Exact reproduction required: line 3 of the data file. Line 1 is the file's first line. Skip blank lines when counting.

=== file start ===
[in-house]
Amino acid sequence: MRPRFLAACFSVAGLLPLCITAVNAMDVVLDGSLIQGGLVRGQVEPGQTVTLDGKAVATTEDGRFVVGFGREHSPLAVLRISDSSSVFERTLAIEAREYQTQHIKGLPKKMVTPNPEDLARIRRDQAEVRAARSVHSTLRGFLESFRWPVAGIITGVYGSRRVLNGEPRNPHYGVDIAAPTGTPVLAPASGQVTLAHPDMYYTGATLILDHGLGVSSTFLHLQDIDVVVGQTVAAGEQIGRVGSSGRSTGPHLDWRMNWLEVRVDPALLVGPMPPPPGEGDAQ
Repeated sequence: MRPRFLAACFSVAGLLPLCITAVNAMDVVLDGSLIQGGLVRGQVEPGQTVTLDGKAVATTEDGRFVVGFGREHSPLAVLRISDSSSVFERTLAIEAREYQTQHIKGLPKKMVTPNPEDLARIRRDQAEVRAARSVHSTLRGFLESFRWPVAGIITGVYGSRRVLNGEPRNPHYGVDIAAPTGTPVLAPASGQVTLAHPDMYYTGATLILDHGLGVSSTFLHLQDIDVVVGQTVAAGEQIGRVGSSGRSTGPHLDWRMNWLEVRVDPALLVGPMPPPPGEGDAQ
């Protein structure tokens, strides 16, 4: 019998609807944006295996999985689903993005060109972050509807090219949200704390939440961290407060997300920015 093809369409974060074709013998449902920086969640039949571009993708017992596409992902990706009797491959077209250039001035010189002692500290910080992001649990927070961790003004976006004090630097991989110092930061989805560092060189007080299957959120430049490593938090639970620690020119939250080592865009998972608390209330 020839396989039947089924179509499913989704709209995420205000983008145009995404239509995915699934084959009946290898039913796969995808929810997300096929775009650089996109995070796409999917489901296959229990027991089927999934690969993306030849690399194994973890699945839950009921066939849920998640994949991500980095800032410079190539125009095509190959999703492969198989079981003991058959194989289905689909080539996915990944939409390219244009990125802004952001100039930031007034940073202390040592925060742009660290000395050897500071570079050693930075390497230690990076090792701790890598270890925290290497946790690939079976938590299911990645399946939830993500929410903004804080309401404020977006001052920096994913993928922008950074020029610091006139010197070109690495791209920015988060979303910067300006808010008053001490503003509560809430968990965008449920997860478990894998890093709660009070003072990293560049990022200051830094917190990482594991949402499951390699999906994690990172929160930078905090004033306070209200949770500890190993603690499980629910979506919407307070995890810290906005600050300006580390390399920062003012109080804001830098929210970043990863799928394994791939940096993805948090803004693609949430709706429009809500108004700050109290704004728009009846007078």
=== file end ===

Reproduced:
Repeated sequence: MRPRFLAACFSVAGLLPLCITAVNAMDVVLDGSLIQGGLVRGQVEPGQTVTLDGKAVATTEDGRFVVGFGREHSPLAVLRISDSSSVFERTLAIEAREYQTQHIKGLPKKMVTPNPEDLARIRRDQAEVRAARSVHSTLRGFLESFRWPVAGIITGVYGSRRVLNGEPRNPHYGVDIAAPTGTPVLAPASGQVTLAHPDMYYTGATLILDHGLGVSSTFLHLQDIDVVVGQTVAAGEQIGRVGSSGRSTGPHLDWRMNWLEVRVDPALLVGPMPPPPGEGDAQ